Benefits of Apple-Cider Vinegar

Apple-cider vinegar has been used for centuries as an effective home remedy. It is made from fermented apple juice, and it can be used to treat a variety of ailments, including sinus infections, high blood pressure, diabetes, arthritis, and much more. This article will discuss the benefits of apple cider vinegar in detail.

High in healthful substances

Apple-cider vinegar is filled with healthful substances, including potassium, magnesium, calcium, phosphorous, chlorine, sodium, and sulfur. This vinegar also contains potassium, which is an important component of cell and body fluids that helps control heart rate and blood pressure.

Can help kill harmful bacteria

Apple-cider vinegar is known to help kill harmful bacteria, which can be especially helpful for sinus infections. It also allows our body to absorb nutrients better. This vinegar has antiseptic properties that can help fight infection and germs.

May help lower blood sugar levels and manage diabetes

This vinegar can help lower blood sugar levels. It works by triggering our liver to release glycogen, which is a type of energy storage molecule that the body makes from carbohydrates. When you have diabetes or are pre-diabetic, this substance can get trapped in your liver cells and won’t be released.

Apple-cider vinegar helps break down liver cells so that this glycogen can be released into the blood. This could help lower blood sugar levels and manage diabetes.

May aid weight loss

Apple-cider vinegar contains pectin, a water-soluble dietary fiber that acts as a natural appetite suppressant. It can help remove fat from our body by preventing it from being absorbed during the digestive process. This way, we burn more calories and lose weight faster. It also contains acetic acid, which has been found to help reduce body fat levels.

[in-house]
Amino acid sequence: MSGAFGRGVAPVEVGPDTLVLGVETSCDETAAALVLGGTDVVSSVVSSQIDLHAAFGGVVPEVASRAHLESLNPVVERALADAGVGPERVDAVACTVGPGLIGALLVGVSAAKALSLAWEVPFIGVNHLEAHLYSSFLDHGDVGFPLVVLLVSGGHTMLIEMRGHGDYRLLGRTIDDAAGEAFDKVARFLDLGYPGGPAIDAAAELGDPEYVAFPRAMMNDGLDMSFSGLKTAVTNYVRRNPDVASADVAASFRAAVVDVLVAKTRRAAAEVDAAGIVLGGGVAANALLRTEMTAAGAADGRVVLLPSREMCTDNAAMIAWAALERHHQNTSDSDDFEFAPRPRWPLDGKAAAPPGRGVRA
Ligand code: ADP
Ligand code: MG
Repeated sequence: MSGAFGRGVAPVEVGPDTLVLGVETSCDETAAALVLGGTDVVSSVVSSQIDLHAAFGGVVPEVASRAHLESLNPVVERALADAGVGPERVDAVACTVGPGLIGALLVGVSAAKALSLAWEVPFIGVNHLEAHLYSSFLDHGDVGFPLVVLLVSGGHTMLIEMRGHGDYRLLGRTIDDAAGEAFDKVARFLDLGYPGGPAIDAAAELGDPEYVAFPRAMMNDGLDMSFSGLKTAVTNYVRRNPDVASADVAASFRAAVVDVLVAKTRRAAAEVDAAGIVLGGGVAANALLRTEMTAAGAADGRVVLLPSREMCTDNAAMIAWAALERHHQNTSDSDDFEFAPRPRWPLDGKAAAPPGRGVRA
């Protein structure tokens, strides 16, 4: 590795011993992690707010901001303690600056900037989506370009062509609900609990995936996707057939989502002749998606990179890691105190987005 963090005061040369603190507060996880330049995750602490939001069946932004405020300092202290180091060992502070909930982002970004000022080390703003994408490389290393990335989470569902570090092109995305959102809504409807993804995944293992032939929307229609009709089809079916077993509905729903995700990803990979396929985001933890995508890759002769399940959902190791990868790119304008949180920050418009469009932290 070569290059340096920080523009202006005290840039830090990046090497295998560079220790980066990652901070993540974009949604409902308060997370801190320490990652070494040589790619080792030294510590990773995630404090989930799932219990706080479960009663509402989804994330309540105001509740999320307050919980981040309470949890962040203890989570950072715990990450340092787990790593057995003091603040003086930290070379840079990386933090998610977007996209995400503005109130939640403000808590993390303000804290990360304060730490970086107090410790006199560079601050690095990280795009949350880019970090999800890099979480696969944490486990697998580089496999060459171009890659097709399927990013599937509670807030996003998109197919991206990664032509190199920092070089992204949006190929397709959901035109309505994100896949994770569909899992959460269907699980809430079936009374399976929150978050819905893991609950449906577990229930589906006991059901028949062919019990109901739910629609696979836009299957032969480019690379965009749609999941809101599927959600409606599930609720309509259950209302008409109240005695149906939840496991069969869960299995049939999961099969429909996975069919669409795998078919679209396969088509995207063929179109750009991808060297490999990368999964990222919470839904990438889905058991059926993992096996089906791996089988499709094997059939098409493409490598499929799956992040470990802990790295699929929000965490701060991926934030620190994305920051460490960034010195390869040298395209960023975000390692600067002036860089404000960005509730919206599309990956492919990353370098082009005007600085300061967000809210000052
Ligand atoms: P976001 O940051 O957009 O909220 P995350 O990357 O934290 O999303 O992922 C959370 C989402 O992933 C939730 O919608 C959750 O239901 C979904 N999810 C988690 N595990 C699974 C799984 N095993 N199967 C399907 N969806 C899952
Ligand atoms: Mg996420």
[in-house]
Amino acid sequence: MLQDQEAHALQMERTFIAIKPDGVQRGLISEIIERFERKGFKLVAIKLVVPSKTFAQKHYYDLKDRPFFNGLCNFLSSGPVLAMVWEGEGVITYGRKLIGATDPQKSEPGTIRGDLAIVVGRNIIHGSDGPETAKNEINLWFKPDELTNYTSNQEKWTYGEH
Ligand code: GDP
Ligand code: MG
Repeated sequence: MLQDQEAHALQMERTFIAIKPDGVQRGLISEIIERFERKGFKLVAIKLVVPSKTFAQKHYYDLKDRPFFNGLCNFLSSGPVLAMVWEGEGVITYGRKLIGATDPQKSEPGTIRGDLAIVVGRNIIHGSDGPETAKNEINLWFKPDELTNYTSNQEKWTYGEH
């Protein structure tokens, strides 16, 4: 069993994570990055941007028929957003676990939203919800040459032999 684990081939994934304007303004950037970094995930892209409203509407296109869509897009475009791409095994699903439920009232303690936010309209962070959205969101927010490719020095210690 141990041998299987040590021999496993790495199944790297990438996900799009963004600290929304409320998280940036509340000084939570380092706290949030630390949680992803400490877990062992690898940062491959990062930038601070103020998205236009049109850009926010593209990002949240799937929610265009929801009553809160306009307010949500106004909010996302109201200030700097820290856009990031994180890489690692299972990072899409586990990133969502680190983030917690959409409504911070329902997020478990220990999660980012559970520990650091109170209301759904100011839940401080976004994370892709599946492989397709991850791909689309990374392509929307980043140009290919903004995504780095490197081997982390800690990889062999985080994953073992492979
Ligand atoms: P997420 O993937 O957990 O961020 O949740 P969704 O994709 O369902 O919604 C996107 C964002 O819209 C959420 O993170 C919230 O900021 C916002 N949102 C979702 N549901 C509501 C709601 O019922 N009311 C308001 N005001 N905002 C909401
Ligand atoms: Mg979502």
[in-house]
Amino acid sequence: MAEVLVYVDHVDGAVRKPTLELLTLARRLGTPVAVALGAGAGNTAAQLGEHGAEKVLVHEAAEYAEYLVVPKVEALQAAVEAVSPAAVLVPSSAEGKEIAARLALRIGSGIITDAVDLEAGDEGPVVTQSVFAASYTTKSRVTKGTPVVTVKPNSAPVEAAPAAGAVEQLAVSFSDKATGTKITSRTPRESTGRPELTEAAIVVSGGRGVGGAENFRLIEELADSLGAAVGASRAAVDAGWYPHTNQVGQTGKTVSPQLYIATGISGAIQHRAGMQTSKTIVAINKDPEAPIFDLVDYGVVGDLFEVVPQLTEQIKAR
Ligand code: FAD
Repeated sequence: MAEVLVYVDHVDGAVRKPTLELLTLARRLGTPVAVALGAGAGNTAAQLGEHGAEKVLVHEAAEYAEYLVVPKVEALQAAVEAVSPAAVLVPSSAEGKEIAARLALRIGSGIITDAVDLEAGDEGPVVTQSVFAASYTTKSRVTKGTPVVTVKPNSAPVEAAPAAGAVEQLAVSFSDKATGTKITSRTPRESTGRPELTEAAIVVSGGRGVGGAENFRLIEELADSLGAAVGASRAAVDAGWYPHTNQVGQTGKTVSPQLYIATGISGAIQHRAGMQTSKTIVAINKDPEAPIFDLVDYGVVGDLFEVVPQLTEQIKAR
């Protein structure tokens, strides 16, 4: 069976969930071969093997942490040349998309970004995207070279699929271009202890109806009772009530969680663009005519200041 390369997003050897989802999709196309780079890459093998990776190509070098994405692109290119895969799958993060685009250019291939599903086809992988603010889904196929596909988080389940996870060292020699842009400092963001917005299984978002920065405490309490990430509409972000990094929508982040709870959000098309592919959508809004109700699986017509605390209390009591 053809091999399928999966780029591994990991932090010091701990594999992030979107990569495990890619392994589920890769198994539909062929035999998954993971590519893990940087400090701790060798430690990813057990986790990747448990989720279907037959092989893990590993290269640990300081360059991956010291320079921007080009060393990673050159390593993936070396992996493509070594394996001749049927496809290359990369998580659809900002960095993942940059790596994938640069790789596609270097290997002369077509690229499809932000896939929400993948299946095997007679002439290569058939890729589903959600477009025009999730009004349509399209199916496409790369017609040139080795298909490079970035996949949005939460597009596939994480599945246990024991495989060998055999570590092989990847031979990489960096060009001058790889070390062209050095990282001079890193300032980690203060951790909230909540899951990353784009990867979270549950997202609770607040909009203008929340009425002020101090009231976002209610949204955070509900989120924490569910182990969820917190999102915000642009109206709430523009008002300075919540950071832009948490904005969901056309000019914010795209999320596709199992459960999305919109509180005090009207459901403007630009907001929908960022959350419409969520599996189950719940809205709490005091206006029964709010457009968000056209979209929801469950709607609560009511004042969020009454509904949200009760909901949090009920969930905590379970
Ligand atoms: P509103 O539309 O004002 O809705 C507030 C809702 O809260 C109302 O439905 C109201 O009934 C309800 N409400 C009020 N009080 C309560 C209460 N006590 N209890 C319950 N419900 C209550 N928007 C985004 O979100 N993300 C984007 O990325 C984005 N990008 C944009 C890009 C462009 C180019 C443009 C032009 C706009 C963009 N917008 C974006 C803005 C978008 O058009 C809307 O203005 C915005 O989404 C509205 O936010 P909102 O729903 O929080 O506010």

Improves heart health in animals

Some animal studies have shown that apple cider vinegar may help improve heart health. It works by encouraging the heart to produce an enzyme called endothelial nitric oxide synthase (eNOS). This enzyme helps keep our arteries healthy and dilated so blood can flow through them easily. This could be especially helpful for people with heart disease.

May boost skin health

Apple-cider vinegar contains an alpha-hydroxy acid (AHA), a natural exfoliant that can help improve skin health by removing dead cells and promoting cell regeneration. This acid also has antibacterial properties to help fight acne and other skin issues. This vinegar also contains acetic acid, which can help relieve irritation and itching.

This article was originally published on ZeeshanHoodbhoy.com

Simple Tips to Prevent Midlife Weight Gain

Many American’s struggle with weight gain, particularly during their middle-aged years. This can be due to natural changes in the body, more dormant lifestyles, a natural increase in stress as we take on more and more responsibility, and many other factors. But how do people counter gaining weight as they get older? Here are some tips and tricks for naturally keeping a trim figure as you age and avoiding unnecessary weight gain.

Protein, Protein, Protein

One tried and true method to help keep pounds off is by naturally curbing your appetite by increasing the amount of protein in your diet. Protein is an essential macronutrient and is known to keep us feeling more full for longer periods of time. Because of this, you naturally desire to eat less often, putting your daily calories consumed at a lower number. When you burn more calories than you consume in a day, you will naturally lose weight. Adding protein into your diet is an easy way to keep yourself healthy and extra pounds off of your body. You can read more about protein and midlife weight loss here.

Make Sure to Hydrate

One thing that is very commonly overlooked is hydration. Making sure to get enough water during the day can help you to feel full and also helps with almost all of the body’s processes, such as digestion. Talk to your doctor about the appropriate amount of water that you should be drinking per day. Drinking enough water per day has an immeasurable amount of benefits, and will have you looking and feeling your best while at the same time fighting midlife weight gain.

Add in Some Extra Steps

As we age, we tend to be less and less active in our everyday lives. This can lead to overall sedentary lifestyles, which leads to fewer calories burnt throughout the day. Over time, if you continue to eat the same amount of calories as always, while also decreasing the amount of movement that you are doing, you will naturally gain weight. By adding in simple exercises like a light walk or a quick jog before or after work, you can increase your steps and in turn, increase the number of calories that you are burning.